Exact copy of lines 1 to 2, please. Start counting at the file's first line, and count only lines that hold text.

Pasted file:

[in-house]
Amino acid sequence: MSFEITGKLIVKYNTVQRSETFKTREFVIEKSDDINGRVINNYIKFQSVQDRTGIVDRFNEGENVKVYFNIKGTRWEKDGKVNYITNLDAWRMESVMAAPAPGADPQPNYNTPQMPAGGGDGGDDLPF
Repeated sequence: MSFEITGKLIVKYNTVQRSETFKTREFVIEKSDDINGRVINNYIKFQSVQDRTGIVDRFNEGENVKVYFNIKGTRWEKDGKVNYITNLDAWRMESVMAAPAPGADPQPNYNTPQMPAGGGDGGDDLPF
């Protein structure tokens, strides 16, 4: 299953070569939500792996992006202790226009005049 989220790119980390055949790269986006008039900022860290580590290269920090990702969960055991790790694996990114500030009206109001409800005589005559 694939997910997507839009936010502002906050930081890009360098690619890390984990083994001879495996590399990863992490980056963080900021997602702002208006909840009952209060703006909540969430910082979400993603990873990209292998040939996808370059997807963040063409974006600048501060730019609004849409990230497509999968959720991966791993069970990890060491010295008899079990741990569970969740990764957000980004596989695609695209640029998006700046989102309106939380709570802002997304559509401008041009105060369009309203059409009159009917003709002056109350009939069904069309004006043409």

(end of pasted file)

[in-house]
Amino acid sequence: MSFEITGKLIVKYNTVQRSETFKTREFVIEKSDDINGRVINNYIKFQSVQDRTGIVDRFNEGENVKVYFNIKGTRWEKDGKVNYITNLDAWRMESVMAAPAPGADPQPNYNTPQMPAGGGDGGDDLPF